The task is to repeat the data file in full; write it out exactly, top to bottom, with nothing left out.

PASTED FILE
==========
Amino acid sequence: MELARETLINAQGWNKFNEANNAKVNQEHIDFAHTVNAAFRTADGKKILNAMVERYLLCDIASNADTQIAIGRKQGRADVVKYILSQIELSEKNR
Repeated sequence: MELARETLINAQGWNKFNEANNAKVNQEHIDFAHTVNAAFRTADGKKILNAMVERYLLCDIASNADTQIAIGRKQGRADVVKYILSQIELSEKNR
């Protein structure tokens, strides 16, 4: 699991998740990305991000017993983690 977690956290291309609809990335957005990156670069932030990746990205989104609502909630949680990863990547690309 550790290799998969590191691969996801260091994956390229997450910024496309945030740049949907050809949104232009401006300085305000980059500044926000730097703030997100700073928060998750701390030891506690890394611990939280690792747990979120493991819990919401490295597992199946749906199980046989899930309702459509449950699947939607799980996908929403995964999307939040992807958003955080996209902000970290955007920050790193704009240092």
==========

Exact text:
Amino acid sequence: MELARETLINAQGWNKFNEANNAKVNQEHIDFAHTVNAAFRTADGKKILNAMVERYLLCDIASNADTQIAIGRKQGRADVVKYILSQIELSEKNR
Repeated sequence: MELARETLINAQGWNKFNEANNAKVNQEHIDFAHTVNAAFRTADGKKILNAMVERYLLCDIASNADTQIAIGRKQGRADVVKYILSQIELSEKNR
């Protein structure tokens, strides 16, 4: 699991998740990305991000017993983690 977690956290291309609809990335957005990156670069932030990746990205989104609502909630949680990863990547690309 550790290799998969590191691969996801260091994956390229997450910024496309945030740049949907050809949104232009401006300085305000980059500044926000730097703030997100700073928060998750701390030891506690890394611990939280690792747990979120493991819990919401490295597992199946749906199980046989899930309702459509449950699947939607799980996908929403995964999307939040992807958003955080996209902000970290955007920050790193704009240092």